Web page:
I see that the Whip wants me to wind up within three minutes, so I shall keep my remarks brief. The shortages are serious. The increased pressures that they put on midwives have led to problems of stress in the workplace and an increase in staff sickness. Many are not staying in the profession because of that.

I agree with my hon. Friend the Member for Bolsover (Mr. Skinner) that this is a defining moment for the Government. The NHS is vital to our society. It is much loved by the people and it is vital electorally. Getting it

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right means putting all the pieces of the jigsaw in place. The Government have made a good start by putting in more cash--three times more than the Liberal Democrats asked for in their manifesto.

Mr. David Rendel (Newbury) rose--

Mr. Cohen: I am sorry, but I do not have the time.

Getting rid of the internal market and the business approach are good steps, but there are three other pieces of the jigsaw to be filled in: more beds, because they were cut too much; more training for nurses, midwives and doctors; and more pay. Proper pay is essential to attract and retain people. I repeat the call that I made earlier this week. We need a substantial pay rise above inflation for nurses and midwives.

10.35 am

Dr. Evan Harris (Oxford, West and Abingdon): I shall concentrate on the pay award for nurses and midwives, because that is what people will be expecting to hear about. Failing to invest in decent pay for nurses is a huge false economy. The issue is not whether the pay rise is affordable, but whether not giving a decent and fair pay rise is affordable. People do not understand why that cannot be done.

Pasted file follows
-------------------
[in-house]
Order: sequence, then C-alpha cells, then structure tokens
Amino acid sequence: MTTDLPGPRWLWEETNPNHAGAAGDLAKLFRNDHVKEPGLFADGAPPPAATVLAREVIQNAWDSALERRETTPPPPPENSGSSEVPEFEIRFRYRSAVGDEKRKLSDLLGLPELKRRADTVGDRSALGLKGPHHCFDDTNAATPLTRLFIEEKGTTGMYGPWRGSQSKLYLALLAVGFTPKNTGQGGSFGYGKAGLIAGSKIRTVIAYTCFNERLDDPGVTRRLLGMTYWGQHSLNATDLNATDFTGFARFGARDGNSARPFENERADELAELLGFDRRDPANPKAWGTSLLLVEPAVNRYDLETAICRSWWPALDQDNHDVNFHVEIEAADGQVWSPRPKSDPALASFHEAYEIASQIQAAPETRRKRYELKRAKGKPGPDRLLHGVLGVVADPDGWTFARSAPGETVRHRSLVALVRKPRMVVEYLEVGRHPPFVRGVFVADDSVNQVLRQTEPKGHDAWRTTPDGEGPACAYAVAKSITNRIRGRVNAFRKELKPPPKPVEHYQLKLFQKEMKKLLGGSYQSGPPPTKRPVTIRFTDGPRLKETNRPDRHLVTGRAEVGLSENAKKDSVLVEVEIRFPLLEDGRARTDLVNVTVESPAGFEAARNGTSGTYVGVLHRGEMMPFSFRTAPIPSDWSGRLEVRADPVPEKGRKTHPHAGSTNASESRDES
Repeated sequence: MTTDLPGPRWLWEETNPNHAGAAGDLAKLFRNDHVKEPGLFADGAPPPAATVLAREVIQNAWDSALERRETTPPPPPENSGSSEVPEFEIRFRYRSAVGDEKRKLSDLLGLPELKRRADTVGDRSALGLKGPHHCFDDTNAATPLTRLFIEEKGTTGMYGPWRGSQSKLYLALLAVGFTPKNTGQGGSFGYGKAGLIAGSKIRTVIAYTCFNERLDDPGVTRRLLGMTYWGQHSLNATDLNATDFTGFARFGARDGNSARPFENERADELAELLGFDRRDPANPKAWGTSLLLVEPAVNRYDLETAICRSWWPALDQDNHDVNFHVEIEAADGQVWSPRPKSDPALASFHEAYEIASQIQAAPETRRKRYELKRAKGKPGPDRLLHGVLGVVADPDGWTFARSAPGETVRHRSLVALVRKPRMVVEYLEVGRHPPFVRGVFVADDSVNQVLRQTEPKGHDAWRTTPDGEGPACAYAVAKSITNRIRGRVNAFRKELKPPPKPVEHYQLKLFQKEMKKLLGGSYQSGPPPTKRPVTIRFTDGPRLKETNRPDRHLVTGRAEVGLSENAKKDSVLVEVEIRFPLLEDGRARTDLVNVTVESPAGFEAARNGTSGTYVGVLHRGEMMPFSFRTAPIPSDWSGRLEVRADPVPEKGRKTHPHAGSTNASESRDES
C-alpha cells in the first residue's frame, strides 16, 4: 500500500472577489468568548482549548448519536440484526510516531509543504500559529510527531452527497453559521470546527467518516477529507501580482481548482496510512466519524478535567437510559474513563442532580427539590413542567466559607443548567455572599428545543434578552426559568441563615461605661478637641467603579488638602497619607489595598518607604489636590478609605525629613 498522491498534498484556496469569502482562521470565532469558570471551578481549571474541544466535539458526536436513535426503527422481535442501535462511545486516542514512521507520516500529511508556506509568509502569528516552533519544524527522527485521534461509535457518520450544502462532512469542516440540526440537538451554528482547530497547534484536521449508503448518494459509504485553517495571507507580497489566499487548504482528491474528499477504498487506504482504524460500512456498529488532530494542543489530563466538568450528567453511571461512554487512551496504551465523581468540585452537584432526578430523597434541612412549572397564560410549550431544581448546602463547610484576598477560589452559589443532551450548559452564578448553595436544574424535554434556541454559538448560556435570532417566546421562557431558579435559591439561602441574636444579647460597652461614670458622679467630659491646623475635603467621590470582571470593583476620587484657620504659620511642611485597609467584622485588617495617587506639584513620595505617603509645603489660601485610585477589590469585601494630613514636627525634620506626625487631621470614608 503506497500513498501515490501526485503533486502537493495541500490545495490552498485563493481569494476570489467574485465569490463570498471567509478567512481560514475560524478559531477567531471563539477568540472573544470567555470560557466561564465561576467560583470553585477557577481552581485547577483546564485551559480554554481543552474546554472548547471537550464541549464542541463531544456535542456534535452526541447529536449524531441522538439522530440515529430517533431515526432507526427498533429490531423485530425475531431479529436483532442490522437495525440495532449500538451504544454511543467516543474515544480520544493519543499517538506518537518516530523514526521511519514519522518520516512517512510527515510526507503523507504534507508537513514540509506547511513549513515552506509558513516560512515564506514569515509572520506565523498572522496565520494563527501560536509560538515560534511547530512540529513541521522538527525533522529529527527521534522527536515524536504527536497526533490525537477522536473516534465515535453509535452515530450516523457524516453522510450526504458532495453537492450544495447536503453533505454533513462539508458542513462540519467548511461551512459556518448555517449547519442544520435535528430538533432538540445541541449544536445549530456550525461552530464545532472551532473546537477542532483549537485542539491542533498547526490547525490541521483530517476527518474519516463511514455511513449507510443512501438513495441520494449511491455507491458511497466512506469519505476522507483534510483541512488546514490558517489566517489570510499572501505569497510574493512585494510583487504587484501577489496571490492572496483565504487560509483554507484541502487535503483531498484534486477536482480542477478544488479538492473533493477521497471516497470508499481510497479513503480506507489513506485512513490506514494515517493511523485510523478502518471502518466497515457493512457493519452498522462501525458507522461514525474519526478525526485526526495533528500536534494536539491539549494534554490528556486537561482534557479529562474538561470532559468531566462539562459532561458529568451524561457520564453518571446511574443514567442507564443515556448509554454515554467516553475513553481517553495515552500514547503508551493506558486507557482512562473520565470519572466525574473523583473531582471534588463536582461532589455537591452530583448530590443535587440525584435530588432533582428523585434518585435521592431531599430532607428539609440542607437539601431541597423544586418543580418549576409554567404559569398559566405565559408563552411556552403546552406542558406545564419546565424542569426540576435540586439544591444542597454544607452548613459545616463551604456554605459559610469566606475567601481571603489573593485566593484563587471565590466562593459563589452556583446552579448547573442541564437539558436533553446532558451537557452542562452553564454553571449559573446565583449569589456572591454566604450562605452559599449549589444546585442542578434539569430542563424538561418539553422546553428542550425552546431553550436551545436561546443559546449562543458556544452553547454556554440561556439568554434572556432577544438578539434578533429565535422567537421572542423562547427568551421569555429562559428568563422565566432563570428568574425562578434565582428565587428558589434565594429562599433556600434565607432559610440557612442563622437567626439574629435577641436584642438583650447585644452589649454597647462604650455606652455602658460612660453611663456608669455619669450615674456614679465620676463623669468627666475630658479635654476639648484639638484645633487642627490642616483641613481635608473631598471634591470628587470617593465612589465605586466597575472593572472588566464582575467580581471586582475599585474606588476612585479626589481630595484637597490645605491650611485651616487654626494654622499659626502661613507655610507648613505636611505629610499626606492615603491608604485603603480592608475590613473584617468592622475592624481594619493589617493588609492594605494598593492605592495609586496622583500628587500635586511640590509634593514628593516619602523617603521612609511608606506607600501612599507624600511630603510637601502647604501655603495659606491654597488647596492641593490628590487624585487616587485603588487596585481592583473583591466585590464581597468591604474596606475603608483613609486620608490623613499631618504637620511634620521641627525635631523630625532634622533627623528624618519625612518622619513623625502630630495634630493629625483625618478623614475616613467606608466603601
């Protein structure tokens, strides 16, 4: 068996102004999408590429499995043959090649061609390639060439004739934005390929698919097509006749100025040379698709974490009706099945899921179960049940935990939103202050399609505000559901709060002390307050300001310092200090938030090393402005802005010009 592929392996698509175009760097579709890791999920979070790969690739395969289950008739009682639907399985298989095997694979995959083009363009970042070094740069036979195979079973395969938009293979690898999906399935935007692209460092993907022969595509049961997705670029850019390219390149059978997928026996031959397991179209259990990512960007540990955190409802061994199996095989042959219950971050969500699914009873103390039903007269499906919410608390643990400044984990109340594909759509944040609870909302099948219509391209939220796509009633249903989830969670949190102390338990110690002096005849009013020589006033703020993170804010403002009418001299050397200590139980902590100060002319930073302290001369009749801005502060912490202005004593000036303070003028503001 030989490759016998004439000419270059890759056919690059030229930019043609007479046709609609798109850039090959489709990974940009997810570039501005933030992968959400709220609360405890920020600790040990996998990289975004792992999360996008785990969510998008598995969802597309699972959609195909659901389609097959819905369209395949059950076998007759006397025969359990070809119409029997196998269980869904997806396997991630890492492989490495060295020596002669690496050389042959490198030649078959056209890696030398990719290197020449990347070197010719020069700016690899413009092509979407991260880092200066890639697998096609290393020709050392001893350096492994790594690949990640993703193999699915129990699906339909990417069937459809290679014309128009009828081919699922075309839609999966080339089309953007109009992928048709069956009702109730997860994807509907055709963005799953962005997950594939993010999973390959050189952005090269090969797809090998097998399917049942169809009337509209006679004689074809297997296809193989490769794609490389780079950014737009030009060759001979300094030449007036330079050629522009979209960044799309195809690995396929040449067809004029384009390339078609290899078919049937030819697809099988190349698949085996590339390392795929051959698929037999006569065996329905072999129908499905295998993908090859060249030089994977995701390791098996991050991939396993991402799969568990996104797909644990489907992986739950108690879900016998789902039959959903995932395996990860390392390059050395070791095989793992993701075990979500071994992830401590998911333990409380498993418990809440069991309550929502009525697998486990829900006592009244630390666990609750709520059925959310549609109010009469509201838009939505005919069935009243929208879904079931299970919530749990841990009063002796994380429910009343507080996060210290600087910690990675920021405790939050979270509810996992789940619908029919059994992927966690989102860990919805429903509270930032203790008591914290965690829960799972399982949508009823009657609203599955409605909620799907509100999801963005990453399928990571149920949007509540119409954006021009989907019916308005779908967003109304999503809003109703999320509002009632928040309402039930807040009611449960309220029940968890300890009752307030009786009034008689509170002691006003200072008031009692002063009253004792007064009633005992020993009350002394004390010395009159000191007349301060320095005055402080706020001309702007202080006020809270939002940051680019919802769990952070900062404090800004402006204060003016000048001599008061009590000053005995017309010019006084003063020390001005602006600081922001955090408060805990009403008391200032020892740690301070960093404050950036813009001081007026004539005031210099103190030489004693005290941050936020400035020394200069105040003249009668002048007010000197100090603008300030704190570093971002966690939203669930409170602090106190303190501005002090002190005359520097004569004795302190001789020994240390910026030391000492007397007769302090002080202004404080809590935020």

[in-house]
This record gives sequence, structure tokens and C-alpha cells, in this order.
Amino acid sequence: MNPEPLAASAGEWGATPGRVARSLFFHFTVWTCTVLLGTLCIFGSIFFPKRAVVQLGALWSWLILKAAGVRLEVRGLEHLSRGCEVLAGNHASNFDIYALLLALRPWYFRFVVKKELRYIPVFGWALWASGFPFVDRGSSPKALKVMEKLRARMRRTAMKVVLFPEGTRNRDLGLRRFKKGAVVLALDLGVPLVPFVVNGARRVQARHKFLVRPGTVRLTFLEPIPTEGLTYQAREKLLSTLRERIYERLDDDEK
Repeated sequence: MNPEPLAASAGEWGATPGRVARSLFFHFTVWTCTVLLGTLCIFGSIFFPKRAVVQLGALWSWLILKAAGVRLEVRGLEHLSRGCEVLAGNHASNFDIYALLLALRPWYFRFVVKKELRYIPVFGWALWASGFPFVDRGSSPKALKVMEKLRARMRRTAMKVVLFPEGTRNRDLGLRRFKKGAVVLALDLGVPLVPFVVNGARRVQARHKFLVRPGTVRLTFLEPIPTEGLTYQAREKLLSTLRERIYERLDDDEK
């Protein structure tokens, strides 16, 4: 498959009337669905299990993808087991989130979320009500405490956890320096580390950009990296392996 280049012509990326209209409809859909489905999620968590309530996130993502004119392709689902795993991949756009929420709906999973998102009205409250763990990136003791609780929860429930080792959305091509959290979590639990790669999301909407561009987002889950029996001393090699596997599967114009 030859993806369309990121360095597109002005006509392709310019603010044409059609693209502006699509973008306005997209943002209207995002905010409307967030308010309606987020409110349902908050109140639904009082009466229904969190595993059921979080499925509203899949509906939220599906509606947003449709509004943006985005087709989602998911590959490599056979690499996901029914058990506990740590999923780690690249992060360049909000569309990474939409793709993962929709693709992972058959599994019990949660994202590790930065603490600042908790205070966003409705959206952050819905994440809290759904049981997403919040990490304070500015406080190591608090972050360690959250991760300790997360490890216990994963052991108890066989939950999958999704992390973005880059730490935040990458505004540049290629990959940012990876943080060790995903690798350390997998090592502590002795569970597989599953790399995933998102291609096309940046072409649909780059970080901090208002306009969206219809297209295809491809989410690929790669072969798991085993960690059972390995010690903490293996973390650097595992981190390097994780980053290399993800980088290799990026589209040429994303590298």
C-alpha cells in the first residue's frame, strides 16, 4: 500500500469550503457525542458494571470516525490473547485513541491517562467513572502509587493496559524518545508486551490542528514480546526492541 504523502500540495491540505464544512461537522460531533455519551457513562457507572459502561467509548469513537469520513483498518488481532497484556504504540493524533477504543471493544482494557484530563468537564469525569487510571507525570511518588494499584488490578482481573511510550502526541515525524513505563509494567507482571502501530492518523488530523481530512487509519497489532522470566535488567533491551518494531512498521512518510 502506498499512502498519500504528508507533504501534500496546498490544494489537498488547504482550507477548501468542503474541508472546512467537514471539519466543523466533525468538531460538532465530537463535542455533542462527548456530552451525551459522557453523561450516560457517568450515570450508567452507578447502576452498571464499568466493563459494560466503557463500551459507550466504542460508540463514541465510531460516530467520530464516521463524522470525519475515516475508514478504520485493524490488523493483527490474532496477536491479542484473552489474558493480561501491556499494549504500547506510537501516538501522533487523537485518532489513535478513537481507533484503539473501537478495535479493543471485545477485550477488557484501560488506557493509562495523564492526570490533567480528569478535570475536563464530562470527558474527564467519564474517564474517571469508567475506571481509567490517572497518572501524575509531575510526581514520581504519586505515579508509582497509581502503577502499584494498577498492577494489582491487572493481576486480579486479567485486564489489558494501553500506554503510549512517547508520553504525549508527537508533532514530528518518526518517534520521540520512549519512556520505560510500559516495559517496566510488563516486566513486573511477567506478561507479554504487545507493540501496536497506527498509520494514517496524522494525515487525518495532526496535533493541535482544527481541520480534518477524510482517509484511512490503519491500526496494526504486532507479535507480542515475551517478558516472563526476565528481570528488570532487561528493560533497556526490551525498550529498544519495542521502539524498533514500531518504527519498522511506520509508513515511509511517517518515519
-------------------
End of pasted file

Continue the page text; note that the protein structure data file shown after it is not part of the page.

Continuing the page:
The hon. Member for Wolverhampton, North-East (Mr. Purchase) talked about the loss of beds. He gave the impression that they were lost because people went around with screwdrivers dismantling them. They were lost because nurses were lost. The hardware is there, but the nurses to staff the beds are lacking. We shall not be able to increase the number of beds available in the NHS unless we bring nurses back. The beds crisis in the NHS that the Secretary of State speaks of is caused by a nursing staff crisis. We have to make the necessary investment.

It will not be acceptable for the Government to pull a stunt when the pay award is announced. Increasing pay for the lowest-paid nurses may be welcome, but it will not be enough. It will be a cheap option, because increasing the pay of the cheapest is not the same as dealing with the middle-ranking nurses, who are leaving in large numbers. Implementing the pay award in full will not be enough without some atonement for the staging of the pay award this year.

When the Conservatives staged the pay award in January 1997, the then shadow Chief Secretary to the Treasury, the right hon. Member for Oxford, East (Mr. Smith)--the hon. Member for Southend, West (Mr. Amess) should be aware that I am the hon. Member for Oxford, West and Abingdon--roundly condemned the decision, saying that it was the price of economic failure. A year later, a Labour Government did the same. The gap between expectations and delivery demoralised nurses. Not only should the Government not stage this year's award--I do not think that they would dare--but they should return to each nurse the £250 that they lost because of the staging in 1997 and 1998 and call it a "debt of atonement". We have still not heard an apology from the Government to the nurses and to the patients who have suffered from the lack of nurses. Cash will mean more than just an apology.